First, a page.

Judging from the smiles of the well-coiffed as they arrived, fun it was. "I've never been to prom," said Leo Kilian, 17, a brain-tumor survivor. "I'm just excited about having a good time."
Sergio Dominguez, 12, said he was looking forward to seeing friends he met while being treated at the hospital for lymphoma - "and seeing them well."
Some of the kids were bashful, but others basked in the cheers as they walked between rows of well-wishers - including some doctors and nurses.
"Looking good, Luis!" a woman called out to Luis Ayon, 16, who was wearing dark glasses like a movie star. He'd been scheduled for a bone-marrow transplant just days before but postponed it because he was afraid it might make him too weak for the prom.
His sister, Daniella Ayon, 11, walked behind him, drawing shouts of encouragement, too, in a brunette wig she'd had fitted earlier in the day to cover the hair loss from her own cancer treatment.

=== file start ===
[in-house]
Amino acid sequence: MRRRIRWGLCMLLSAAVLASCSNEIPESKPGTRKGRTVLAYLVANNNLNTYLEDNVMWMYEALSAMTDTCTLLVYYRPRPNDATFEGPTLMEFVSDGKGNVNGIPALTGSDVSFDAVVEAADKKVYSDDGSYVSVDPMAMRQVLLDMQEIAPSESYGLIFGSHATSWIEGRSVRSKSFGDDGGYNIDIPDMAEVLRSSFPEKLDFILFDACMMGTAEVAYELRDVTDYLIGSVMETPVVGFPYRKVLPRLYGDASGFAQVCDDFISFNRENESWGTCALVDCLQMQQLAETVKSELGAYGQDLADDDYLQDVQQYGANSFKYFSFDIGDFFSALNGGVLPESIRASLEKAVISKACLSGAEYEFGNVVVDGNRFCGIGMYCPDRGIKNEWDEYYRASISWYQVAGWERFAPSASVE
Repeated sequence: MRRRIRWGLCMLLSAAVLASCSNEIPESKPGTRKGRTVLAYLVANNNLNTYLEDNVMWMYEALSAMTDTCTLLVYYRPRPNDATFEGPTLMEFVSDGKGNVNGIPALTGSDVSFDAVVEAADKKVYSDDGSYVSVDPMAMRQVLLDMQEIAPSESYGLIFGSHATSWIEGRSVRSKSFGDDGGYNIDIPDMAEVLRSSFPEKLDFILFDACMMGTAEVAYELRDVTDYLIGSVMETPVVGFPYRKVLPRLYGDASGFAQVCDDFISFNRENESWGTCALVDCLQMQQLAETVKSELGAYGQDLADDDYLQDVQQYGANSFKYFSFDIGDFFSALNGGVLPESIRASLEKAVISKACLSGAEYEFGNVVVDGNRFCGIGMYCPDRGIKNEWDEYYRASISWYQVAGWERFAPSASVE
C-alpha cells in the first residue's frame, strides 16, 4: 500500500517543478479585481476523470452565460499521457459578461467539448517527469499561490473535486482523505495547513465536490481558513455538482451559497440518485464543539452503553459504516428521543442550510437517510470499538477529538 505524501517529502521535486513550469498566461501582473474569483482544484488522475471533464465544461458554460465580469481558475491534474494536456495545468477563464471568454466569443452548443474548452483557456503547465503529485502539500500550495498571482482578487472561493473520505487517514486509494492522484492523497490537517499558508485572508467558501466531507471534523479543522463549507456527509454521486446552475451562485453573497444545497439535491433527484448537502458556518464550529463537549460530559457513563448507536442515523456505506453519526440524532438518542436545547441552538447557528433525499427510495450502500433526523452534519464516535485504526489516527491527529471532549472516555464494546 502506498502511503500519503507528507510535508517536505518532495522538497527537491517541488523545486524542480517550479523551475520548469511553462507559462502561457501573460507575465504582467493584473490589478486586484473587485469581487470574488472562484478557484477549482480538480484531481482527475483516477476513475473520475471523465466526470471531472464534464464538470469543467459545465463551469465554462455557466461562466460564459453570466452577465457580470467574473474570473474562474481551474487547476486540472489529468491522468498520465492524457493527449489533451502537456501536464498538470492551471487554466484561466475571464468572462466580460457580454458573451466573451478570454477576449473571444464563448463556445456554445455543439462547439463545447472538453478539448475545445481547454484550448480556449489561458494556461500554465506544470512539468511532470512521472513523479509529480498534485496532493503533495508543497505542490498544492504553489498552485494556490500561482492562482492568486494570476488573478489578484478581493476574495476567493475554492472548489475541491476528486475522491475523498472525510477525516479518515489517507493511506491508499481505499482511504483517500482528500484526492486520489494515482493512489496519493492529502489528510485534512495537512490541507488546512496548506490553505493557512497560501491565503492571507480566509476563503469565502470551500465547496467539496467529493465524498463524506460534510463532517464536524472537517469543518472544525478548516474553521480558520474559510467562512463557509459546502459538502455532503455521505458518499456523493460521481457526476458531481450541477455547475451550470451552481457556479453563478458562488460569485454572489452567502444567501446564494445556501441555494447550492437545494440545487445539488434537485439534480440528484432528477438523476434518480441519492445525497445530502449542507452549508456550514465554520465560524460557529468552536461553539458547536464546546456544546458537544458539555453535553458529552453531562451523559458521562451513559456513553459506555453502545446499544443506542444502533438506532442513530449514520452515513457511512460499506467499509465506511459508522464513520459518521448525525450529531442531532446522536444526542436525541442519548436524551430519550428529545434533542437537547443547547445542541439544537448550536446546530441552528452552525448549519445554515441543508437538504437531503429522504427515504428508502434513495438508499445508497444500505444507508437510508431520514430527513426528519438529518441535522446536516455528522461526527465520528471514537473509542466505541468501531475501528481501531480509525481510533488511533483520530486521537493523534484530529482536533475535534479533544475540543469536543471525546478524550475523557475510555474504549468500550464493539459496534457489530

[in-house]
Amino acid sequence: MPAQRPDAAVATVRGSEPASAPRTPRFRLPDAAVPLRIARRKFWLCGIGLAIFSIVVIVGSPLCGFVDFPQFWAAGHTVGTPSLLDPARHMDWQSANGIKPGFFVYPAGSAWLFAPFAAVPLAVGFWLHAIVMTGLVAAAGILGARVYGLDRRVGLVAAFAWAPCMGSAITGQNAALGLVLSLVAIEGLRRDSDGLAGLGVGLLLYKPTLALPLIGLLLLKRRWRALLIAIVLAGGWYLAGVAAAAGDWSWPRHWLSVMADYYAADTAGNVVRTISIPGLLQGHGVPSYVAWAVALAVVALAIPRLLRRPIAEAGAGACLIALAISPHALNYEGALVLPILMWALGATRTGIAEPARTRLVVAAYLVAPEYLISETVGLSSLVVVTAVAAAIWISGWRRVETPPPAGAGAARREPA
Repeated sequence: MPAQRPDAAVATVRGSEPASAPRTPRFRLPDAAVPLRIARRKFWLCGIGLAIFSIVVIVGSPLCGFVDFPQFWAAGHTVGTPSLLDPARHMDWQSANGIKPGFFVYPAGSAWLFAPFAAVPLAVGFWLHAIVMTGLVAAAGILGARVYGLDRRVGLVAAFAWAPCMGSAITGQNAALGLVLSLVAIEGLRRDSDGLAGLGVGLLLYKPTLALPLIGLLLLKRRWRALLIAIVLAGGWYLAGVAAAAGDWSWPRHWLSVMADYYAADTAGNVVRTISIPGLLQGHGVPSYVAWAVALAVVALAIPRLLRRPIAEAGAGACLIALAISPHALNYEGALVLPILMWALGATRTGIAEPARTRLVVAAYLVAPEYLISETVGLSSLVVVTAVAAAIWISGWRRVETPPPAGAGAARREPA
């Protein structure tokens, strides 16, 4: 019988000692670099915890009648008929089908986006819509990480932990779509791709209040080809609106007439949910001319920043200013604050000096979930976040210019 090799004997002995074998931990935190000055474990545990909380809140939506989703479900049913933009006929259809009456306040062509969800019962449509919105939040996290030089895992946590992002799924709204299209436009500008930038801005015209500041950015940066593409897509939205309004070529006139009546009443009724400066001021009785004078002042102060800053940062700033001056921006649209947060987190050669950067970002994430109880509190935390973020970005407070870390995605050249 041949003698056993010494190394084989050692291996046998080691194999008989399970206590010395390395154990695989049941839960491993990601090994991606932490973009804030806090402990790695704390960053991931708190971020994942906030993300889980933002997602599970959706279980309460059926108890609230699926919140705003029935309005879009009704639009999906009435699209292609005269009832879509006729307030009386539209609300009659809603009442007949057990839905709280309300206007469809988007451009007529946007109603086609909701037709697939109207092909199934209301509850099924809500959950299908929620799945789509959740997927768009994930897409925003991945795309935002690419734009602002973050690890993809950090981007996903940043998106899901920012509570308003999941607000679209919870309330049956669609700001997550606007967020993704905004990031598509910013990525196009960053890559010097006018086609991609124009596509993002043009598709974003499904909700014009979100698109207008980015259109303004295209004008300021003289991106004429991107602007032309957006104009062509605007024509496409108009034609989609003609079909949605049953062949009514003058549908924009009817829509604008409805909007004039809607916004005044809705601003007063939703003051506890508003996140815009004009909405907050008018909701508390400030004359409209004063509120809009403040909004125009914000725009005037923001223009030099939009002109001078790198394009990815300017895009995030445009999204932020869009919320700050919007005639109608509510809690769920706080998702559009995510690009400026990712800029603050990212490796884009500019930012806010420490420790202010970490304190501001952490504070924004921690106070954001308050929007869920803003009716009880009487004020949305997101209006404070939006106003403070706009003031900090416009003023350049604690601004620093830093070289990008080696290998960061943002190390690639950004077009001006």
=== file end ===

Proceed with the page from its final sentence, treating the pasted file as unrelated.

Inside the hall, under a giant statue of boxer Rocky Balboa, his arms raised in triumph, they enjoyed pizza and loud music, and for a few hours anyway, the cherished feeling of belonging, of fitting in. Nobody batted an eye at bald heads or faces swollen by medication.
"When you have cancer, it gives you a different point of view about life," said Gilberto Felipe Tigerina, 17. "It makes you appreciate things. Like this."
The idea for the prom came from Some of My Best Friends Are Bald, a peer group for teens with cancer that meets monthly in San Diego at Rady Children's Hospital.
They in turn approached the Friends of Scott Foundation, a nonprofit group that assists young cancer patients and their families. It was created in memory of Scott Delgadillo, a 14-year-old San Diego boy who died of leukemia six years ago.
The foundation put out the word and "the community just came together," Sciarrino said. Donations poured in: cash, food, flowers, balloons, entertainment.
Dozens of dresses were donated, and fittings arranged. Tuxes were ordered. Pick-up sites - 11 of them, spaced around the county - were set up for the kids to catch their limo rides.